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  Venom Sharing And Caring
Year: 2018
Director: Ruben Fleischer
Stars: Tom Hardy, Michelle Williams, Riz Ahmed, Scott Haze, Reid Scott, Jenny Slate, Melora Walters, Woody Harrelson, Peggy Lu, Michael C. Murray, Sope Aluko, Wayne Pére, Michelle Lee, Kurt Yue, Chris O'Hara, Emilio Rivera, Amelia Young, Ariadne Joseph, Stan Lee
Genre: Action, Science FictionBuy from Amazon
Rating:  6 (from 1 vote)
Review: A spacecraft returning from space hits a major snag when it begins to break up on re-entry thanks to trouble aboard with the living samples it has gathered. It crashes in Malaysia and rescuers are quickly on the scene, but they're not enough to save the crew, except for one who may be in a bad way, but remains alive. What the paramedics do not realise is, the reason he survived was down to a symbiote which merged with his body, and is now jumping from carrier to carrier in its journey to San Francisco and Carlton Drake (Riz Ahmed), the genius billionaire who funded the space exploration. And Drake happens to be under investigation by journalist Eddie Brock (Tom Hardy).

As with seemingly every Sony comic book movie other than Spider-Man, Venom had a bumpy ride to the screen, initially supposed to be a direct spin-off from Spider-Man 3 but sent into production hell for a number of years until Hardy decided to star, he said, as a favour to his son who loved the character. That sounded about right, as Venom, co-created by Todd McFarlane, was like all his ideas laser-targeted to appeal to fourteen-year-old boys with its conception as an evil, alien Spider-Man, resembling him only pitch black in colour, musclebound and with a mouthful of sharp fangs, all the better to bite off limbs and heads. Because of that, fans were anticipating an R-rated experience.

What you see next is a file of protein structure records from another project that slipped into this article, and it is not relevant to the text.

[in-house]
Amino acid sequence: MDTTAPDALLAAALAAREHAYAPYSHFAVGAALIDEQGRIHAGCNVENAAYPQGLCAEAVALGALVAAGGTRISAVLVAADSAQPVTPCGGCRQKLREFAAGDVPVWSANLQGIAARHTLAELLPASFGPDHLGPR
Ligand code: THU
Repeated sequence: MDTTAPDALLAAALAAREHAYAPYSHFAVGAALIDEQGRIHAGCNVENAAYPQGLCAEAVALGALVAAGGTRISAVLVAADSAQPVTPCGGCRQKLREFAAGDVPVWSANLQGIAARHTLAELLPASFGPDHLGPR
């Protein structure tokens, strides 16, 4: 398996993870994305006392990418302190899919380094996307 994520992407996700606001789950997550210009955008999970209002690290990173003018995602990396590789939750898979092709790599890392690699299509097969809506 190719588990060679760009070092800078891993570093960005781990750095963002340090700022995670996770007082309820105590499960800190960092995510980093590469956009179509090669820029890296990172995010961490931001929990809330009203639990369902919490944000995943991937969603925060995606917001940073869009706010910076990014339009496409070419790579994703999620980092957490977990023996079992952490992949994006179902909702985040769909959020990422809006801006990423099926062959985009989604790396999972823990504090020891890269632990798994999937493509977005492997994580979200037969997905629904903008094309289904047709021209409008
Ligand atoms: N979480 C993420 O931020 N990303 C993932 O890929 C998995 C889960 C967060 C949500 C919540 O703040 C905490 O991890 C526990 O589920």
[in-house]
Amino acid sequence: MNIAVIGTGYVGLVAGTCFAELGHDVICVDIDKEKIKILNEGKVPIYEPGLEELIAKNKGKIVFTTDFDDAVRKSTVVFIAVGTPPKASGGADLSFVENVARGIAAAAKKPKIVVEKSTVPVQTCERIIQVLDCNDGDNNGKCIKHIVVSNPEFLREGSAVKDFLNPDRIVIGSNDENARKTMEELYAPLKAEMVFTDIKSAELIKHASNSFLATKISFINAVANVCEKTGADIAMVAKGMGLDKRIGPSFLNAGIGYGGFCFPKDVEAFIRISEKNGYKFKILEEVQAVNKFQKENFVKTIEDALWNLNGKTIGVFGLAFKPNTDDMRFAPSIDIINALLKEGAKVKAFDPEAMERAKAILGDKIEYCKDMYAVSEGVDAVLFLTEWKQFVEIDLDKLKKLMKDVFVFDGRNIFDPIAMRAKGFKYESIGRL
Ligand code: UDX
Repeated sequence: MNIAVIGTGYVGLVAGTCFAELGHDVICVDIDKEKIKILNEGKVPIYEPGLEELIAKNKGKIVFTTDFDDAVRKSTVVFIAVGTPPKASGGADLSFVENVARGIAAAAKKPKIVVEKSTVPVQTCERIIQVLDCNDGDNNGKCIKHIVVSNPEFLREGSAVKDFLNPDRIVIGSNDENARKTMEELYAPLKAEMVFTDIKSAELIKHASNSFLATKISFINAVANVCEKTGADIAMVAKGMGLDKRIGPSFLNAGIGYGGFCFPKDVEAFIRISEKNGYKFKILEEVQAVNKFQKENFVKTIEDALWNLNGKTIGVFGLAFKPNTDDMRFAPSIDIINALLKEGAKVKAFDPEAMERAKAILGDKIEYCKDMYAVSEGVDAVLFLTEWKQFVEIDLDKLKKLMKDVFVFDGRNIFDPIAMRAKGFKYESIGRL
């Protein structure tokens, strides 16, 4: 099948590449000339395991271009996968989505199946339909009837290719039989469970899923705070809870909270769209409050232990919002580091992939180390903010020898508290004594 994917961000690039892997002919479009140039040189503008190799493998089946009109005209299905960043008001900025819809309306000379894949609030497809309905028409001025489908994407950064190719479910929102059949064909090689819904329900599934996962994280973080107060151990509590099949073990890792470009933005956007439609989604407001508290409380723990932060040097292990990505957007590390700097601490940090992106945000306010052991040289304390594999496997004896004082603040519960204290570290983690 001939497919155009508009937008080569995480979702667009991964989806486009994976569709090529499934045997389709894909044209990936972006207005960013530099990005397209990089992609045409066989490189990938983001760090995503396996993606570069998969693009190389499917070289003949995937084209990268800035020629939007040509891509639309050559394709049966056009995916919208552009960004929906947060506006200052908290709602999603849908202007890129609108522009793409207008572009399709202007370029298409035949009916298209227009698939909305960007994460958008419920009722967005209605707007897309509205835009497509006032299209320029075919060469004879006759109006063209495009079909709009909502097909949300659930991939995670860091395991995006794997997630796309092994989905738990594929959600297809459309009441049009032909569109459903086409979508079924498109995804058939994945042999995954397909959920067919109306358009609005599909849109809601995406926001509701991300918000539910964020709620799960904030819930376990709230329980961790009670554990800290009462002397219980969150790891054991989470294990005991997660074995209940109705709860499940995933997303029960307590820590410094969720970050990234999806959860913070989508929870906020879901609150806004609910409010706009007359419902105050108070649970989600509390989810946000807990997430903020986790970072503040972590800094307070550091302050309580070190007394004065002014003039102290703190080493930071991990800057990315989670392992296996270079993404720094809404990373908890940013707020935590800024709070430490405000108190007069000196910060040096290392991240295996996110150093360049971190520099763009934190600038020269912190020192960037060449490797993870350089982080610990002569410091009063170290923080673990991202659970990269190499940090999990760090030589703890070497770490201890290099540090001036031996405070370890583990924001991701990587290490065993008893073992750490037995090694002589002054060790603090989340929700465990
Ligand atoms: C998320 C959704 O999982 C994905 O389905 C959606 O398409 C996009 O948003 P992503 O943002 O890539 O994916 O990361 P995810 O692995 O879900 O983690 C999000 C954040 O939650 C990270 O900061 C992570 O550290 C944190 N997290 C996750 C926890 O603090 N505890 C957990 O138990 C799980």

After all, Deadpool was winning through at the box office with that rating, but those fans of a more bloodthirsty, "it's clever to swear" bent would be disappointed as somewhere along the way Sony got cold feet and re-edited it to a PG-13. Nevertheless, the character was proving mightily attractive to a certain part of the potential audience, bafflingly to those others who didn't get the appeal, and as a consequence Venom turned into one of the surprise hits of its year, no matter that many naysayers were either complaining it was watered down, or that it was ludicrous juvenilia whose aficionados should really know better than to encourage: that merely made them more ardent.

Yet for all the detractors, there were a fair few who would admit that Venom, as a cliched superhero origin story given a twist by being about a villain, or an antihero anyway, was actually not too bad, in fact there were parts that were unexpectedly entertaining. It was as if director Ruben Fleischer, no stranger to comedy, found the humour in a character who was so macho, so butch, that it became camp - an issue that marks quite a few action flicks, sometimes consciously, sometimes not so much, and had done so since the days of Douglas Fairbanks. Therefore the special ingredient was not extreme violence, but a dose of self-awareness, saying yes, this is daft, but we can have some fun with it, and with Hardy in on the joke from minute one of his performance, this was enjoyable.

From some angles it resembled an update of The Thing with Two Heads, to the extent that there was even an extravagant motorcycle chase halfway through, only Hardy was playing both reluctant recipient of the new head (and body) and the invader itself, giving it a growly voice to speak to him that sounded a lot like Cookie Monster from Sesame Street. As if it wasn't preposterous enough. Once we had got stuck into a somewhat listless anti-corporate science plot with Ahmed as a Lex Luthor type, it was the action that suited the film best, as the visual effects leaned towards the obvious CGI rather than anything realistic, appropriate for such a cartoonish premise. Michelle Williams was the love interest, Eddie's ex Anne Weying, who even got to try the symbiote on for size at one point, but with little to do but look concerned and weary, much like the "sensible" female in a wacky comedy of ker-ay-zee males. If this was standard superhero fare even with the supposed villainy twist, Venom may have been as loose and shapeless as its titular alien's normal form, but it was better than you might have expected. Music by Ludwig Göransson.
Reviewer: Graeme Clark

 

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